3. Inform key stakeholders.

Unfortunately, if an injury occurs in the workplace, it’s likely going to involve workers’ compensation. This can be a complex process, so it’s important to get all the key stakeholders on board as soon as possible. These stakeholders typically include the employer, injured worker, workers’ compensation insurance payor or third-party administrator, and the health care provider.

An incident report needs to be filed with the insurance carrier within 24 hours of the incident. There may be additional requirements under OSHA, but your provider should be able to assist with those details. When the injured employee is being sent for treatment, you need to include an authorization form with all information you know about the accident.

4. Maintain communication.

Whether the injury care process lasts one week or six weeks, it’s going to require regular communication between the key stakeholders. Everyone needs to be on the same page: knowing the treatment plan, the claim status, the state of the injured employee, and what the return-to-work process will look like.

Communication is especially important for the injured worker. Getting injured on the job can be stressful, and there’s often a lot of fear, confusion, and anxiety about what is going to happen to them. Let your employee know that they have your support. Make it clear that you won’t hold the injury over their head, and you’ll help them transition back to work when the time comes.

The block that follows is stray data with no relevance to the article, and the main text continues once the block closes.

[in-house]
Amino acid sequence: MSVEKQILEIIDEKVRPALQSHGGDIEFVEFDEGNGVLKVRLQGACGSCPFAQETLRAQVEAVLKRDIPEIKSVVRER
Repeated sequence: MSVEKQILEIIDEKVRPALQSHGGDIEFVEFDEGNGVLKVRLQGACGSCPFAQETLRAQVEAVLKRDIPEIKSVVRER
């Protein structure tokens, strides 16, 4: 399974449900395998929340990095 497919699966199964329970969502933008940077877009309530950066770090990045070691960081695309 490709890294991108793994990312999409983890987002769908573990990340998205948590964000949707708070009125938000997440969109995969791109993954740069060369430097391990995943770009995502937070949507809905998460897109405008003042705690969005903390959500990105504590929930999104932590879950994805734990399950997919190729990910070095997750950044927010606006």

5. Transition them back to work.

The return-to-work process is going to look different for every injury, but the employer’s support is what makes all the difference. Work with your insurance and health care providers on a safe transition plan for the injured worker. There may be some form of accommodation needed, whether that’s time off work, a reduced workload, or modified job responsibilities.

Continue to communicate with your key stakeholders throughout the transition. The employee may have follow-up visits or physical therapy sessions as they continue recovering, and the claims process may still be ongoing. Maintaining status updates will only help in closing the case.


While we hope you never suffer an injury at your workplace, we also know that accidents happen. Being prepared with these steps will hopefully make the process seem a little less daunting. So before you’re faced with an injury: develop an injury care plan, partner with an effective health care provider, and start communicating with your employees.

To make things even easier, you don’t have to do it all alone. When you partner with Concentra, you get our 35+ years of experience in treating work-related injuries. Our physicians are trained in occupational medicine and know the most effective ways to help injured employees recover. We also understand the workers’ compensation laws for your state, and can help you manage the process. Talk to one of our work health experts to get your injury care program started.